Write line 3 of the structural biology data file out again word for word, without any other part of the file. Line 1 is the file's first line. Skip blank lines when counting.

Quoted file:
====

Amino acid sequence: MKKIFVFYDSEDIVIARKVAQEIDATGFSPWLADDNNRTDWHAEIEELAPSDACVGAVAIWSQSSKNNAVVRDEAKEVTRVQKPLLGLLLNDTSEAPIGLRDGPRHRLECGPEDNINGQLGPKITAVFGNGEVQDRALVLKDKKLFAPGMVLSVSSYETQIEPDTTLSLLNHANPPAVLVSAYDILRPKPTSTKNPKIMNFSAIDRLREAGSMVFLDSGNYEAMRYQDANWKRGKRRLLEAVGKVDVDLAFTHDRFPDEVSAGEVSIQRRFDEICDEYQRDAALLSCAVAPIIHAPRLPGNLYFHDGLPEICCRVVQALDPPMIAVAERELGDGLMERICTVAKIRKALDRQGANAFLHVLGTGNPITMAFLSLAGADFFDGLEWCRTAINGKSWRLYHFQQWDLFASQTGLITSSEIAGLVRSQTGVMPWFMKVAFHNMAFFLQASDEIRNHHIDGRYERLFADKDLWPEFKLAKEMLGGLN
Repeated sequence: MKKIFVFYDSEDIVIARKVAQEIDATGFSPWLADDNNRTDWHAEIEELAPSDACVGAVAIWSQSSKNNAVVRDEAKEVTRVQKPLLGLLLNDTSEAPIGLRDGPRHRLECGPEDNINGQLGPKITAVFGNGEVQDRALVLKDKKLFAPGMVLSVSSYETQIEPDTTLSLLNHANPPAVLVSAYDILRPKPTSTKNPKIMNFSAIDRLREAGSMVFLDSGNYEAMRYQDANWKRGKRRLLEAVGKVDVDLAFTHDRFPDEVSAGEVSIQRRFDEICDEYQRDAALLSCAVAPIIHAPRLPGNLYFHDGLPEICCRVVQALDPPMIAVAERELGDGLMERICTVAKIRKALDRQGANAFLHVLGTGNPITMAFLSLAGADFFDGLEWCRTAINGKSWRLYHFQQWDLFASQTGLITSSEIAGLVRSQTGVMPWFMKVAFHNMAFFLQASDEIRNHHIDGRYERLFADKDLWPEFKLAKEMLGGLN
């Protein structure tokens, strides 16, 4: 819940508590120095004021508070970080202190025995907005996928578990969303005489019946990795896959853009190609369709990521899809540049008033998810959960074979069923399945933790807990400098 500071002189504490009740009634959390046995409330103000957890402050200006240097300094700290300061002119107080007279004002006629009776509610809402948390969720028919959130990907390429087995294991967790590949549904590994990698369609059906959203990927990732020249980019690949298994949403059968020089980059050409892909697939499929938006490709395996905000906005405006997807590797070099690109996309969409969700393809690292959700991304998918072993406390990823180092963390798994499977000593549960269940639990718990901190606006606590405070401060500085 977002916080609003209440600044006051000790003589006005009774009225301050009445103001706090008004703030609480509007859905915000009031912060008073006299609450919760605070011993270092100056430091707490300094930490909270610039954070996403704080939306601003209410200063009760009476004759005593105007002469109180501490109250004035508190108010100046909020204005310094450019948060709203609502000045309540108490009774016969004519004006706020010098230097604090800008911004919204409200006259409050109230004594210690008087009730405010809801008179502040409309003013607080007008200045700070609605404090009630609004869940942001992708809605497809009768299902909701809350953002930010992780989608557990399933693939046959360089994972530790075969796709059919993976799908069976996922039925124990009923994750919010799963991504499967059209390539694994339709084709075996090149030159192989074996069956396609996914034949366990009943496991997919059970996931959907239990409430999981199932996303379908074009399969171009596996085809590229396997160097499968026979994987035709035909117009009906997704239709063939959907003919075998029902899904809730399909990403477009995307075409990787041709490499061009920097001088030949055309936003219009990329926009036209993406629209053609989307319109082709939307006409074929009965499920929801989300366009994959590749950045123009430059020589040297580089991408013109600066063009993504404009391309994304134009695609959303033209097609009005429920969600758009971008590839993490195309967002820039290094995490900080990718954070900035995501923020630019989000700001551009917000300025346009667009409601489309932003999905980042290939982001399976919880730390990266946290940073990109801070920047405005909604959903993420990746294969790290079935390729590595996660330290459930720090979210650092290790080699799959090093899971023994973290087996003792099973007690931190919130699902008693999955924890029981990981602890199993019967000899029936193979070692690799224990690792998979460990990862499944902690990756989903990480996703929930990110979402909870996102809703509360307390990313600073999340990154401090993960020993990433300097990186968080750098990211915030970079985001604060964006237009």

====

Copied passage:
């Protein structure tokens, strides 16, 4: 819940508590120095004021508070970080202190025995907005996928578990969303005489019946990795896959853009190609369709990521899809540049008033998810959960074979069923399945933790807990400098 500071002189504490009740009634959390046995409330103000957890402050200006240097300094700290300061002119107080007279004002006629009776509610809402948390969720028919959130990907390429087995294991967790590949549904590994990698369609059906959203990927990732020249980019690949298994949403059968020089980059050409892909697939499929938006490709395996905000906005405006997807590797070099690109996309969409969700393809690292959700991304998918072993406390990823180092963390798994499977000593549960269940639990718990901190606006606590405070401060500085 977002916080609003209440600044006051000790003589006005009774009225301050009445103001706090008004703030609480509007859905915000009031912060008073006299609450919760605070011993270092100056430091707490300094930490909270610039954070996403704080939306601003209410200063009760009476004759005593105007002469109180501490109250004035508190108010100046909020204005310094450019948060709203609502000045309540108490009774016969004519004006706020010098230097604090800008911004919204409200006259409050109230004594210690008087009730405010809801008179502040409309003013607080007008200045700070609605404090009630609004869940942001992708809605497809009768299902909701809350953002930010992780989608557990399933693939046959360089994972530790075969796709059919993976799908069976996922039925124990009923994750919010799963991504499967059209390539694994339709084709075996090149030159192989074996069956396609996914034949366990009943496991997919059970996931959907239990409430999981199932996303379908074009399969171009596996085809590229396997160097499968026979994987035709035909117009009906997704239709063939959907003919075998029902899904809730399909990403477009995307075409990787041709490499061009920097001088030949055309936003219009990329926009036209993406629209053609989307319109082709939307006409074929009965499920929801989300366009994959590749950045123009430059020589040297580089991408013109600066063009993504404009391309994304134009695609959303033209097609009005429920969600758009971008590839993490195309967002820039290094995490900080990718954070900035995501923020630019989000700001551009917000300025346009667009409601489309932003999905980042290939982001399976919880730390990266946290940073990109801070920047405005909604959903993420990746294969790290079935390729590595996660330290459930720090979210650092290790080699799959090093899971023994973290087996003792099973007690931190919130699902008693999955924890029981990981602890199993019967000899029936193979070692690799224990690792998979460990990862499944902690990756989903990480996703929930990110979402909870996102809703509360307390990313600073999340990154401090993960020993990433300097990186968080750098990211915030970079985001604060964006237009």